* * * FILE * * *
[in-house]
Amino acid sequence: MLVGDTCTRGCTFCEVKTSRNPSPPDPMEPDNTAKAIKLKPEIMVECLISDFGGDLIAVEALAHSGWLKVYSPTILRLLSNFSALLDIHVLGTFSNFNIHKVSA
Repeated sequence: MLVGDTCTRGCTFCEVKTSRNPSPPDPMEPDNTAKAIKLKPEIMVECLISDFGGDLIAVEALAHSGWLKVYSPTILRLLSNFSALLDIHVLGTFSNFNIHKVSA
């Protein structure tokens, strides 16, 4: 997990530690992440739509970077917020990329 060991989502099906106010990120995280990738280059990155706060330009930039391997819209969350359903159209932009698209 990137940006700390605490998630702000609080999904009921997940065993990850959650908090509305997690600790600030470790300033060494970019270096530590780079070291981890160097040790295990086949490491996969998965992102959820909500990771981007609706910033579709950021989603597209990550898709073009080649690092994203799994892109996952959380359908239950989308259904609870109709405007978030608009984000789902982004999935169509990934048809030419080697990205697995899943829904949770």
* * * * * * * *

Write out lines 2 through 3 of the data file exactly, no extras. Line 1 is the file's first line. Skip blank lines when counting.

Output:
Amino acid sequence: MLVGDTCTRGCTFCEVKTSRNPSPPDPMEPDNTAKAIKLKPEIMVECLISDFGGDLIAVEALAHSGWLKVYSPTILRLLSNFSALLDIHVLGTFSNFNIHKVSA
Repeated sequence: MLVGDTCTRGCTFCEVKTSRNPSPPDPMEPDNTAKAIKLKPEIMVECLISDFGGDLIAVEALAHSGWLKVYSPTILRLLSNFSALLDIHVLGTFSNFNIHKVSA